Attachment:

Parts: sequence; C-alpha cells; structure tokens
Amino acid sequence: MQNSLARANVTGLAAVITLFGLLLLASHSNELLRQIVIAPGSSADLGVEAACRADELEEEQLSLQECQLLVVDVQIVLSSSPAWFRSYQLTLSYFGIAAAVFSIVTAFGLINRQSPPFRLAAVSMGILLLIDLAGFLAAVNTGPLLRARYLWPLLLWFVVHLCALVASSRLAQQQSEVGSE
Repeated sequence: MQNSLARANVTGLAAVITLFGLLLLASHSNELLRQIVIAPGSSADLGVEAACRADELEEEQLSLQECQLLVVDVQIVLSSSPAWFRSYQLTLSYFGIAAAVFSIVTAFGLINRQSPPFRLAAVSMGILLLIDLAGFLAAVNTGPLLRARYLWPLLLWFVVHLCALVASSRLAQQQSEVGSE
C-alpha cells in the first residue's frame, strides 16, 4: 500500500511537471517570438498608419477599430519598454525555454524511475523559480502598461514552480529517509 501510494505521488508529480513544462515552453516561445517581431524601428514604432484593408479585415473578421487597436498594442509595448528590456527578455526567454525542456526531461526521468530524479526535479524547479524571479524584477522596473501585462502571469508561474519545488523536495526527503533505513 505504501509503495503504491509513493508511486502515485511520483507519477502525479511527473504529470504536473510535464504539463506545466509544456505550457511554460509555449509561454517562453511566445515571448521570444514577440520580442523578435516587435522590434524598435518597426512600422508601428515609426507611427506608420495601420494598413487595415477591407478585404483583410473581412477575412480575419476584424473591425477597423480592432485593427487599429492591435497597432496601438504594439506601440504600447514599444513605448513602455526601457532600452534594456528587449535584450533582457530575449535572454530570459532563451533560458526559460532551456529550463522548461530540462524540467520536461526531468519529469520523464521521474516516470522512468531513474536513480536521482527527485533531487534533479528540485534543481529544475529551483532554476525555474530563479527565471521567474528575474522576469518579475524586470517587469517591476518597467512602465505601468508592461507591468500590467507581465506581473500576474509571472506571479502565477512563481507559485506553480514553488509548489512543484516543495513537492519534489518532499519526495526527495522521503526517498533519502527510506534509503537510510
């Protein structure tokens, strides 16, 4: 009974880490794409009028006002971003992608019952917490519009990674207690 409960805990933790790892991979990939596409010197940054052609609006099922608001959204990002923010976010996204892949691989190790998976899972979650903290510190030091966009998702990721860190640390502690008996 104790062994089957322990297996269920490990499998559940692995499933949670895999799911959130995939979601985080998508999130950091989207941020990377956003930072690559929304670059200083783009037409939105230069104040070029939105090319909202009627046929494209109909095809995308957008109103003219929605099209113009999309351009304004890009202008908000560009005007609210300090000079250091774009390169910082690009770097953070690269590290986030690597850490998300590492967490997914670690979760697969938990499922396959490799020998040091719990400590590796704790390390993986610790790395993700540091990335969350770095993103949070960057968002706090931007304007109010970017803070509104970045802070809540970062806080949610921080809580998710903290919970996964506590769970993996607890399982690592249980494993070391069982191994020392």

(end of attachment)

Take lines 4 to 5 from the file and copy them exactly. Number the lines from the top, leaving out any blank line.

C-alpha cells in the first residue's frame, strides 16, 4: 500500500511537471517570438498608419477599430519598454525555454524511475523559480502598461514552480529517509 501510494505521488508529480513544462515552453516561445517581431524601428514604432484593408479585415473578421487597436498594442509595448528590456527578455526567454525542456526531461526521468530524479526535479524547479524571479524584477522596473501585462502571469508561474519545488523536495526527503533505513 505504501509503495503504491509513493508511486502515485511520483507519477502525479511527473504529470504536473510535464504539463506545466509544456505550457511554460509555449509561454517562453511566445515571448521570444514577440520580442523578435516587435522590434524598435518597426512600422508601428515609426507611427506608420495601420494598413487595415477591407478585404483583410473581412477575412480575419476584424473591425477597423480592432485593427487599429492591435497597432496601438504594439506601440504600447514599444513605448513602455526601457532600452534594456528587449535584450533582457530575449535572454530570459532563451533560458526559460532551456529550463522548461530540462524540467520536461526531468519529469520523464521521474516516470522512468531513474536513480536521482527527485533531487534533479528540485534543481529544475529551483532554476525555474530563479527565471521567474528575474522576469518579475524586470517587469517591476518597467512602465505601468508592461507591468500590467507581465506581473500576474509571472506571479502565477512563481507559485506553480514553488509548489512543484516543495513537492519534489518532499519526495526527495522521503526517498533519502527510506534509503537510510
């Protein structure tokens, strides 16, 4: 009974880490794409009028006002971003992608019952917490519009990674207690 409960805990933790790892991979990939596409010197940054052609609006099922608001959204990002923010976010996204892949691989190790998976899972979650903290510190030091966009998702990721860190640390502690008996 104790062994089957322990297996269920490990499998559940692995499933949670895999799911959130995939979601985080998508999130950091989207941020990377956003930072690559929304670059200083783009037409939105230069104040070029939105090319909202009627046929494209109909095809995308957008109103003219929605099209113009999309351009304004890009202008908000560009005007609210300090000079250091774009390169910082690009770097953070690269590290986030690597850490998300590492967490997914670690979760697969938990499922396959490799020998040091719990400590590796704790390390993986610790790395993700540091990335969350770095993103949070960057968002706090931007304007109010970017803070509104970045802070809540970062806080949610921080809580998710903290919970996964506590769970993996607890399982690592249980494993070391069982191994020392």